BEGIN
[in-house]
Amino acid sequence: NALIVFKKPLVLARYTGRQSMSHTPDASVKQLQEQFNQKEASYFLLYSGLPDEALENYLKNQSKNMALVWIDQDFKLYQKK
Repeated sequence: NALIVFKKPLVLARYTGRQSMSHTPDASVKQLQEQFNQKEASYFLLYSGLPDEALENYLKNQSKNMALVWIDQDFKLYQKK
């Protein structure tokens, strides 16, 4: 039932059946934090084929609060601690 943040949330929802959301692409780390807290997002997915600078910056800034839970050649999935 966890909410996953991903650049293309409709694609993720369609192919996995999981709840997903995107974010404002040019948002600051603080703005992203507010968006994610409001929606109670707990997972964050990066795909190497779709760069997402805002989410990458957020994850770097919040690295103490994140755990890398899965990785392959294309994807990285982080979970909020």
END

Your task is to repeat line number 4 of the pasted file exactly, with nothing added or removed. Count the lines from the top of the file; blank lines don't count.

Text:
């Protein structure tokens, strides 16, 4: 039932059946934090084929609060601690 943040949330929802959301692409780390807290997002997915600078910056800034839970050649999935 966890909410996953991903650049293309409709694609993720369609192919996995999981709840997903995107974010404002040019948002600051603080703005992203507010968006994610409001929606109670707990997972964050990066795909190497779709760069997402805002989410990458957020994850770097919040690295103490994140755990890398899965990785392959294309994807990285982080979970909020």